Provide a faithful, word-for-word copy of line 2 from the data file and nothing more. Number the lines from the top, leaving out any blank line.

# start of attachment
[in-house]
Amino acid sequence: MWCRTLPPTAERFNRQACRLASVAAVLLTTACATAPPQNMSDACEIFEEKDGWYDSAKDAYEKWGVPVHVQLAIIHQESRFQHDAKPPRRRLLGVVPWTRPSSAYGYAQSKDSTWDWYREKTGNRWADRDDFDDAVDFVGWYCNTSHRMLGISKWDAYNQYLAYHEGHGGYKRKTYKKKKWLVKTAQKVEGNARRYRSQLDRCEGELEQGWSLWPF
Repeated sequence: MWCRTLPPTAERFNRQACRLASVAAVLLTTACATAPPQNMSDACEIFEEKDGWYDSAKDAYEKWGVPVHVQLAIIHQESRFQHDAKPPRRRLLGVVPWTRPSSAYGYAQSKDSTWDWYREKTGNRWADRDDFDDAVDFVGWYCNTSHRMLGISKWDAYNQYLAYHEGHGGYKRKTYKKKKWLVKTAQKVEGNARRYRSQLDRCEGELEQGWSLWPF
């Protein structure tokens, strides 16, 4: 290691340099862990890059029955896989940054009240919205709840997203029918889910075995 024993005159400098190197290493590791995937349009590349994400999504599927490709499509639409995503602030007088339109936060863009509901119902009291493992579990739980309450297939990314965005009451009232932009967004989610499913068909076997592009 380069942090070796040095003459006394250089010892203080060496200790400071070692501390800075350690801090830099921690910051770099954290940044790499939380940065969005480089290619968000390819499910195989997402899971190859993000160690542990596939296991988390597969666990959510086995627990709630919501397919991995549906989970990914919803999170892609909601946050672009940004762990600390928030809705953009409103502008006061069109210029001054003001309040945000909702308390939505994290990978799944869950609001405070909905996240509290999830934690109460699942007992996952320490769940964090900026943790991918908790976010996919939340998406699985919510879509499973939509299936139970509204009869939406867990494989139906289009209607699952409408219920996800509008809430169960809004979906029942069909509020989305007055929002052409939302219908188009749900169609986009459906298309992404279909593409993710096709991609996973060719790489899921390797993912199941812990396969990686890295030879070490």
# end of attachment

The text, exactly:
Amino acid sequence: MWCRTLPPTAERFNRQACRLASVAAVLLTTACATAPPQNMSDACEIFEEKDGWYDSAKDAYEKWGVPVHVQLAIIHQESRFQHDAKPPRRRLLGVVPWTRPSSAYGYAQSKDSTWDWYREKTGNRWADRDDFDDAVDFVGWYCNTSHRMLGISKWDAYNQYLAYHEGHGGYKRKTYKKKKWLVKTAQKVEGNARRYRSQLDRCEGELEQGWSLWPF